Boost for China as it joins IMF elite –

The IMF on Monday gave a major vote of confidence to China and its reform efforts, giving the renminbi greater weighting than the yen or pound as it included the currency in its elite basket of reserve currencies.

Chinese one-hundred yuan banknotes are stacked for a photograph at the Korea Exchange Bank headquarters in Seoul, South Korea, on Thursday, Feb. 27, 2014. Photographer: SeongJoon Cho/Bloomberg

The vote by the board to make the renminbi the fifth currency in the basket used to value the IMF’s own de facto currency followed months of deliberation at the fund and years of lobbying by a Beijing eager for the recognition.

“The Rmb’s elevation to the club of elite global reserve currencies is a big step for China and a significant one for the international monetary system,” said Eswar Prasad, professor of economics at Cornell University and a former IMF China mission chief.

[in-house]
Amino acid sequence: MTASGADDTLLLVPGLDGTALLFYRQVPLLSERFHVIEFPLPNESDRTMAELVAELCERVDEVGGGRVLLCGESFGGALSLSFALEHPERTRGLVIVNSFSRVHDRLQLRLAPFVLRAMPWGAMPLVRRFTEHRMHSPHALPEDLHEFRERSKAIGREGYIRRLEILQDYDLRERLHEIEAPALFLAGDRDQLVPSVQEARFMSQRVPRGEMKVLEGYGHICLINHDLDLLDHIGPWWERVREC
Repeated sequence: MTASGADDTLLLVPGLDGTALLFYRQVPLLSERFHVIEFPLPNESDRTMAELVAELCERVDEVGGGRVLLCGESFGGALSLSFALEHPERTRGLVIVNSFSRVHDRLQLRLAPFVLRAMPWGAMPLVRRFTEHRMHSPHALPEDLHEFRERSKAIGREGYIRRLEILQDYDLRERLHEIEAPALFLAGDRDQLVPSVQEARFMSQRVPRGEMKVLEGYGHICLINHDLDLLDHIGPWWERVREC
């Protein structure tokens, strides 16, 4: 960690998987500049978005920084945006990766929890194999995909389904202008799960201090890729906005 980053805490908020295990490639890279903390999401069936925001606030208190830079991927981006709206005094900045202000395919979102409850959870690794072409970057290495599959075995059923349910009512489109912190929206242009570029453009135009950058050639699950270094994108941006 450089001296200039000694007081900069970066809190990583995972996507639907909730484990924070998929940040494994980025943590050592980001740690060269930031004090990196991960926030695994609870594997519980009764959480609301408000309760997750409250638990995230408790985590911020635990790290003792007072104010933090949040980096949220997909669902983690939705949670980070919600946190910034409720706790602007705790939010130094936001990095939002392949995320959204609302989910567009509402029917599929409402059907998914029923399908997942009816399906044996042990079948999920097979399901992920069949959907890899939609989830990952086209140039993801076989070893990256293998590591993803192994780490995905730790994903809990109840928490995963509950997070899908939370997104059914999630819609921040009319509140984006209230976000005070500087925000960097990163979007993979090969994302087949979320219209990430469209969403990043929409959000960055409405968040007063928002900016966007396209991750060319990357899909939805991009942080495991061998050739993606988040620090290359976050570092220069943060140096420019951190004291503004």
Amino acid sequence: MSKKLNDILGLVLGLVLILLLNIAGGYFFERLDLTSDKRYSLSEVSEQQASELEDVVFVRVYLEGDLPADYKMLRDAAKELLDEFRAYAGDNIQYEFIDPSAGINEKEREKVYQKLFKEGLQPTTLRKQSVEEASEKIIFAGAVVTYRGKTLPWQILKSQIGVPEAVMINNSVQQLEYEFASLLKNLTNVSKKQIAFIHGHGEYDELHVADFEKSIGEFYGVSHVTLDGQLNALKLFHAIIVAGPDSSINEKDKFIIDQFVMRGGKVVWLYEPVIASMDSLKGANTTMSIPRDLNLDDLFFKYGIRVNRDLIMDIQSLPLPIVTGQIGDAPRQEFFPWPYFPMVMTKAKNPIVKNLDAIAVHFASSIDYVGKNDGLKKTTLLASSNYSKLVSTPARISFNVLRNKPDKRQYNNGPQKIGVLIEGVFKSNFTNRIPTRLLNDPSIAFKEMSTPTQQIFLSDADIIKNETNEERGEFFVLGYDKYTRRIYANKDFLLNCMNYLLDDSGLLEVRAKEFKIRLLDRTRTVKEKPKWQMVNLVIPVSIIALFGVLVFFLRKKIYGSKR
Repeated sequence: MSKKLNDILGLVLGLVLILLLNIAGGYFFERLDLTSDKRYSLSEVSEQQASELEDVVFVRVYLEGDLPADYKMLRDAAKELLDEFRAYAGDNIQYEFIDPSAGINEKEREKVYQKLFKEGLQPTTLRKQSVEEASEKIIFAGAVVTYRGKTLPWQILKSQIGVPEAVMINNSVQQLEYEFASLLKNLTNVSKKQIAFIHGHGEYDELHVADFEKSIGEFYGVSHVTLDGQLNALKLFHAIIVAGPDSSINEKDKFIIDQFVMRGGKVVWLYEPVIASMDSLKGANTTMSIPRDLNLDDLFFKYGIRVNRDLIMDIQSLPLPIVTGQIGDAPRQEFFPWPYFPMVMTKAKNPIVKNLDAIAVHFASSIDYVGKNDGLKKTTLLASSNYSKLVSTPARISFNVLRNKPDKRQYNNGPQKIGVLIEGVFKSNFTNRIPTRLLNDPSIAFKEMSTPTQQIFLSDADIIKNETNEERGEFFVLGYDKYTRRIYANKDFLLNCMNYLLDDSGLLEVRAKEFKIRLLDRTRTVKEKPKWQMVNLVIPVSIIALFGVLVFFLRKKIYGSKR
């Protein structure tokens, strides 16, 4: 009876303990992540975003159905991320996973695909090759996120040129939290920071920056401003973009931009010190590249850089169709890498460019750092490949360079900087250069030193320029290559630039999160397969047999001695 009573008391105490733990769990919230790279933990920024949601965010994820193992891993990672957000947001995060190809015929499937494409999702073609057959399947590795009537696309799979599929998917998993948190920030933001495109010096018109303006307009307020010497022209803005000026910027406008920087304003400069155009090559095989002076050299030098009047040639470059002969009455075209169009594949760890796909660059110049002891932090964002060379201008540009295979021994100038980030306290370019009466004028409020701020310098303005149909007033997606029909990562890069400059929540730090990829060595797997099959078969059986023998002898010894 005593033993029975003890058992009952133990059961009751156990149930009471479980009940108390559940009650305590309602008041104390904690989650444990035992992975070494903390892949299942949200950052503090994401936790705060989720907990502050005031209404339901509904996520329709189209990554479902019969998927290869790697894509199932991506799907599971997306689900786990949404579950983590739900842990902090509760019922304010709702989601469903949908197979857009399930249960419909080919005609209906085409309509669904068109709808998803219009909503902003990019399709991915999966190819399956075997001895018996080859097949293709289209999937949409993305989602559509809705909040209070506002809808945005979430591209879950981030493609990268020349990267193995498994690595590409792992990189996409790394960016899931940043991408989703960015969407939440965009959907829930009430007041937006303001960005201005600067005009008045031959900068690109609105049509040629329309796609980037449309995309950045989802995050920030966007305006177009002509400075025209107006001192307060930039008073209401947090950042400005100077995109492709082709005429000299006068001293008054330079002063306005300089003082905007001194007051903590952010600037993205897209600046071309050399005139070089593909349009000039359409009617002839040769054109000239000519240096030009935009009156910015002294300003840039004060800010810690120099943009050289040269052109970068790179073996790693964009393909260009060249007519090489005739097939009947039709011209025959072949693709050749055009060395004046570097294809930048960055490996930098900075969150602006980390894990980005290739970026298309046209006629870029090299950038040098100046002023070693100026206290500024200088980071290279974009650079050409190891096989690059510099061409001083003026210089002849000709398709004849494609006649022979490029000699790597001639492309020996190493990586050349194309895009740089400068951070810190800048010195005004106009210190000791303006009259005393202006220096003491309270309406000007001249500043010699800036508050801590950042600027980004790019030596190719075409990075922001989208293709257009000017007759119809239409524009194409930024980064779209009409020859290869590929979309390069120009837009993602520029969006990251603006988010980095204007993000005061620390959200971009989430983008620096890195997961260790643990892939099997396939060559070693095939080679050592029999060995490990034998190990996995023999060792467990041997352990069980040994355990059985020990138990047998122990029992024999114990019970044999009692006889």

The renminbi will become the third biggest currency in the “special drawing rights” basket when it takes effect on October 1. The move is largely symbolic but Christine Lagarde, IMF managing director, called it a “milestone” in China’s economic reform “journey” and its integration into the global financial system.

Following the move the currency slipped 0.19 per cent to Rmb6.4374 against the dollar in offshore trading in Hong Kong.

The People’s Bank of China set its daily “fix” — the onshore rate around which the currency can trade 2 per cent either side — at Rmb6.3973 per dollar, its fourth consecutive slightly weaker rate.

Investors generally expect China to allow its currency to weaken gradually but few see much likelihood of a repeat of its 3 per cent August devaluation, which sent shockwaves through global markets.

Source: Boost for China as it joins IMF elite –


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